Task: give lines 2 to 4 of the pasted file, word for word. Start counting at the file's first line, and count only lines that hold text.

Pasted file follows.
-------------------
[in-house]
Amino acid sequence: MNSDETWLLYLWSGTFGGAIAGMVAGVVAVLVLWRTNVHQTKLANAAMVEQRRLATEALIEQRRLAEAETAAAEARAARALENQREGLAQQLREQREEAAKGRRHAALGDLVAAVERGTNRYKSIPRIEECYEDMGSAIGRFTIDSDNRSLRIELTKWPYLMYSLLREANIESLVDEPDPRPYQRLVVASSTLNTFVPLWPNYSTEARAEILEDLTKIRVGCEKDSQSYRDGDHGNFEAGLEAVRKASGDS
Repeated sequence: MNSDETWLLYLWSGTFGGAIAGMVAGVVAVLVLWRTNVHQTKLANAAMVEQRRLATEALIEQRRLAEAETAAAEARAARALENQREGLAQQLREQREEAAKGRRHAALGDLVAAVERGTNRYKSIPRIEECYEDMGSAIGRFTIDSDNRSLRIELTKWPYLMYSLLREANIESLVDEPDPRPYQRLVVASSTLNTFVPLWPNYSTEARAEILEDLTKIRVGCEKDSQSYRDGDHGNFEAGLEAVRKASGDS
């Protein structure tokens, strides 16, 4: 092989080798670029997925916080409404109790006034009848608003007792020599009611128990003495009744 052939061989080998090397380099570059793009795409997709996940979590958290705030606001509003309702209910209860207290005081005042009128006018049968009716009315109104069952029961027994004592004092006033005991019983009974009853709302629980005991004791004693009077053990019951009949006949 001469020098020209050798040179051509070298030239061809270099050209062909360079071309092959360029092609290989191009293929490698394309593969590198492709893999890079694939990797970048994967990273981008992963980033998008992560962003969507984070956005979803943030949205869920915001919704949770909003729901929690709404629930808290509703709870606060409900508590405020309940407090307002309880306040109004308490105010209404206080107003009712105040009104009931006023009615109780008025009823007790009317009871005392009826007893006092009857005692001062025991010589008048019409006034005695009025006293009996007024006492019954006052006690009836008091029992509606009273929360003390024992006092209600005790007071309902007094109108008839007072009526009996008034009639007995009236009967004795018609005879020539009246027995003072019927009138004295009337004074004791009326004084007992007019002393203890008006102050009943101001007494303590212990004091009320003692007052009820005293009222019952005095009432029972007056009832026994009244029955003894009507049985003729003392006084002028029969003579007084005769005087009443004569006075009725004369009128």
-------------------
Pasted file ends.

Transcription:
Amino acid sequence: MNSDETWLLYLWSGTFGGAIAGMVAGVVAVLVLWRTNVHQTKLANAAMVEQRRLATEALIEQRRLAEAETAAAEARAARALENQREGLAQQLREQREEAAKGRRHAALGDLVAAVERGTNRYKSIPRIEECYEDMGSAIGRFTIDSDNRSLRIELTKWPYLMYSLLREANIESLVDEPDPRPYQRLVVASSTLNTFVPLWPNYSTEARAEILEDLTKIRVGCEKDSQSYRDGDHGNFEAGLEAVRKASGDS
Repeated sequence: MNSDETWLLYLWSGTFGGAIAGMVAGVVAVLVLWRTNVHQTKLANAAMVEQRRLATEALIEQRRLAEAETAAAEARAARALENQREGLAQQLREQREEAAKGRRHAALGDLVAAVERGTNRYKSIPRIEECYEDMGSAIGRFTIDSDNRSLRIELTKWPYLMYSLLREANIESLVDEPDPRPYQRLVVASSTLNTFVPLWPNYSTEARAEILEDLTKIRVGCEKDSQSYRDGDHGNFEAGLEAVRKASGDS
């Protein structure tokens, strides 16, 4: 092989080798670029997925916080409404109790006034009848608003007792020599009611128990003495009744 052939061989080998090397380099570059793009795409997709996940979590958290705030606001509003309702209910209860207290005081005042009128006018049968009716009315109104069952029961027994004592004092006033005991019983009974009853709302629980005991004791004693009077053990019951009949006949 001469020098020209050798040179051509070298030239061809270099050209062909360079071309092959360029092609290989191009293929490698394309593969590198492709893999890079694939990797970048994967990273981008992963980033998008992560962003969507984070956005979803943030949205869920915001919704949770909003729901929690709404629930808290509703709870606060409900508590405020309940407090307002309880306040109004308490105010209404206080107003009712105040009104009931006023009615109780008025009823007790009317009871005392009826007893006092009857005692001062025991010589008048019409006034005695009025006293009996007024006492019954006052006690009836008091029992509606009273929360003390024992006092209600005790007071309902007094109108008839007072009526009996008034009639007995009236009967004795018609005879020539009246027995003072019927009138004295009337004074004791009326004084007992007019002393203890008006102050009943101001007494303590212990004091009320003692007052009820005293009222019952005095009432029972007056009832026994009244029955003894009507049985003729003392006084002028029969003579007084005769005087009443004569006075009725004369009128």